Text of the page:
Corn. Corn is everywhere it seems.
All day I kept seeing small “milpas” of corn everywhere I looked. Right on the side of the road, someone had planted a small plot of corn. Big fields… small fields… corn, corn, and more corn.
And then we asked a family if we could pitch our tent in their yard – and I saw exactly what happens with all that corn.
“Almost everybody around here grows their own corn,” Marta Elena told me. “A few people buy it, but not many – we all have small fields where we grow corn and beans.”
In the corner of her kitchen Marta Elena had a big corn crib where she stacked all her corn – all dried with husks still on.
“When we want to use the corn, we take the kernels off the cob, then soak it overnight with cal – the cal makes the skin soft and makes the corn very white. In the morning, we’ll wash it really well to get rid of the cal, then boil it for 30 minutes or so.”
“And then you grind it?” I asked.
“We don’t grind it here,” Marta replied. “We take it to the mill where they grind it into masa using a motor.”
That explains why I’ve seen kids walking around with a bowl of masa all day – I couldn’t figure out why they took their masa for a walk.
“When we get the masa back here, we make tortillas over the fire.”
For some reason, I’m fascinated with this whole tortillas thing. In Mexico tortillas we made from corn flour, and most people simply bought fresh tortillas for each meal. Machines turned out thousands of tortillas in a short period of time, and there were tortilla factories every few blocks.
But here in Guatemala the tortillas are made directly from corn, and they are all individually made by hand in each household.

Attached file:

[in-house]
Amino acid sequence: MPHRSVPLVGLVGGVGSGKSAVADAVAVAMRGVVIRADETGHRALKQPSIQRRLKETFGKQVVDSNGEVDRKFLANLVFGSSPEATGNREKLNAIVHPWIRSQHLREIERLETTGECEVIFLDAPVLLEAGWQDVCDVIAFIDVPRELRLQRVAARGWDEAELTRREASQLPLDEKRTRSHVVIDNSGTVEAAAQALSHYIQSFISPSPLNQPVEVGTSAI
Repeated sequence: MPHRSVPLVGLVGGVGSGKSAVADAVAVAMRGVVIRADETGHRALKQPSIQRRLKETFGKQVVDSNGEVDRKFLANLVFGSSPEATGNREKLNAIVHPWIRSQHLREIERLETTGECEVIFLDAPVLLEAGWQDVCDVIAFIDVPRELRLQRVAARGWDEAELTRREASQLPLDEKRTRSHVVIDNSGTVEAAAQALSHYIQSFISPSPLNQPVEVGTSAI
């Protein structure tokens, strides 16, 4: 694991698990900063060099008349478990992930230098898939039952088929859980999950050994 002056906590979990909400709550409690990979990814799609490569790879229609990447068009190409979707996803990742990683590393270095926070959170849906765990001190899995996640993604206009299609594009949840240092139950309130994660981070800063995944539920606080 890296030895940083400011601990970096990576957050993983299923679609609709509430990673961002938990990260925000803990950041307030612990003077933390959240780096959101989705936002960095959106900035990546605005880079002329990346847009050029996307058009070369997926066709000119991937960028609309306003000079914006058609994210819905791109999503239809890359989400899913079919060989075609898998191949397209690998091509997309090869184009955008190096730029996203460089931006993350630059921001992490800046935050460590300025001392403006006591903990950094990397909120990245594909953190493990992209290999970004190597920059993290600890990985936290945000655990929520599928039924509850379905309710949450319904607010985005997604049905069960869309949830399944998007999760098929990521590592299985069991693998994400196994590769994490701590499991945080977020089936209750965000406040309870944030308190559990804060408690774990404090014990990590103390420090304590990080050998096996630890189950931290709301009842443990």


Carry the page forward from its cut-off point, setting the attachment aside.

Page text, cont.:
Yesterday I wanted to buy some tortillas so I went across the street to where a sign said they sold them.
“We don’t have then on Sundays,” they told me. “But you can get them around the corner. Just go past the tire store and into the very next door.”
So I headed that way and found a door open. I made my way down the hallway, squeezing past the motorcycle parked in the middle of it. And then I found myself smack dab in the middle of someone’s house.
“Do you have tortillas here?” I asked, feeling very much like I’ve just barged into someone’s living room.”
“Sure do!” came the response. “How many do you want?”
All the tortillas had been carefully crafted by hand and cooked over a wood fire before being placed in a cooler to keep them warm.
They dished out my twelve and put them in a plastic bag. I handed over my $.30, and was on my way to lunch with fresh, hot tortillas.
Kilometers today: 82
Kilometers to date: 12423
A typical house in northern Guatemala
We hit the mountains about midday,
I think I like this practice of a siesta during the hottest part of the day!
Every once in a while we pass a big ol´tree that has all kinds of interesting stuff growing in it.
Marta Elena shows off her kitchen
The corn crib. In the blue pot they are soaking corn in cal to soften the skin and make it white.
Our home for the night – Marta Elena´s veranda.